Photo credit:Lucas Peltier-USA TODAY Sports
The league needs to add more pride to being an All-Star
1 month ago
The NHL’s decision to allow nobodies into the All-Star game dampens what involvement in that event should genuinely mean.
This year’s All-Star game is in Toronto, the biggest market in the league, and the NHL is again sending a representative from each team. Enough is enough. Many argue that the All-Star game is pointless and that you shouldn’t watch it. That may be because the best players don’t go to the event.
The NBA has the best All-Star weekend because they don’t hesitate to put their best on display. The dunk contest makes headlines every year, no matter who is involved. Mac McClung won the dunk contest last season, and you probably have no idea who that is because he’s played four NBA games. While McClung is a nobody in the NBA, he was entered to demonstrate his unique skillset because he’s one of the best at it.
The full competition on the official NBA YouTube channel now has 10 million views. The NHL’s entire skills competition didn’t even hit a million views on the same platform, headlined by Connor McDavid, Cale Makar and Alex Ovechkin – future Hall of Famers.
On Thursday, the NHL announced its “All Stars,” headlined by your typical faces: Connor McDavid, Auston Matthews, Sidney Crosby, etc. However, the number of players not listed because of the one-player-per-team rule must be revised.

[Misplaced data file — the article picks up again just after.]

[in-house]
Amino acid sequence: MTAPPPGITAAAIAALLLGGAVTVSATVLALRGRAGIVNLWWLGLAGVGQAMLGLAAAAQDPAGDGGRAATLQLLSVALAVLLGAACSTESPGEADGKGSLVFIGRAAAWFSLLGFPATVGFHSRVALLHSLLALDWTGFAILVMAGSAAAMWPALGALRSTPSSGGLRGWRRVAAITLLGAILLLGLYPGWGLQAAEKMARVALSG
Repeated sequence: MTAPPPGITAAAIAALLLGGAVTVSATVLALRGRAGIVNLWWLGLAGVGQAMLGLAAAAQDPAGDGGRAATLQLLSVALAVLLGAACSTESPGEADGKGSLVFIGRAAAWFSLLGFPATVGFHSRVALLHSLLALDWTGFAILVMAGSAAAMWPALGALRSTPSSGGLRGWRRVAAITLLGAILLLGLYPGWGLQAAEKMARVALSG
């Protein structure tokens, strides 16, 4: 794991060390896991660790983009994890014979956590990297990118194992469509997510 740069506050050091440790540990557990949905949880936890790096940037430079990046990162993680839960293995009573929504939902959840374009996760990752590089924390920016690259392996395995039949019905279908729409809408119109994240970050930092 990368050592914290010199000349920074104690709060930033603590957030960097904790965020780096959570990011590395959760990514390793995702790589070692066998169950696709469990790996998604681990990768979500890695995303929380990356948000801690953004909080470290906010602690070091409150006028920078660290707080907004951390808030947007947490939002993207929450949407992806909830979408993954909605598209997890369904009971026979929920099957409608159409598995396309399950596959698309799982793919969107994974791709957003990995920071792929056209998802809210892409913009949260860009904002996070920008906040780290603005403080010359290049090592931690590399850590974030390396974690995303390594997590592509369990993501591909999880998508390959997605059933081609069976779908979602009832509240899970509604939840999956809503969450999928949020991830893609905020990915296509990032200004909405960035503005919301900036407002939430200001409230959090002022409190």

Artemi Panarin, William Nylander, JT Miller, Mikko Rantanen, Cale Makar, Elias Petersson, Jesper Bratt, Jake Guentzel, and Leon Draisaitl are all top 20 in league scoring and are currently not All-Stars. Of course, the fan vote could lead to many of those stars heading to Toronto. However, Boone Jenner, who is 202nd in league scoring, is packing his bags and heading to Toronto with his 13 goals and 18 points — All-Star calibre stuff from him.
Being an NHL All-Star should mean something. Of course, it shouldn’t mean as much as the All-Star teams announced at the end of the season, but there should be some pride in being selected for the weekend mid-season.
When the teams are announced, the message on social media is that people shouldn’t care about who is on the team and that it doesn’t matter. Well, it doesn’t matter because the NHL has made it that way by not investing the proper measures into what could be a standout weekend.
The league can only do so much with the game itself, but to give credit, the new skills competition format is likeable, and everyone loves the draft. Highlights will come from the weekend, but the best players should be there without the fan vote.
The NHL needs help understanding what a best on best means at the All-Star level and internationally. One day, the league can reach a point where they put their best players on display.
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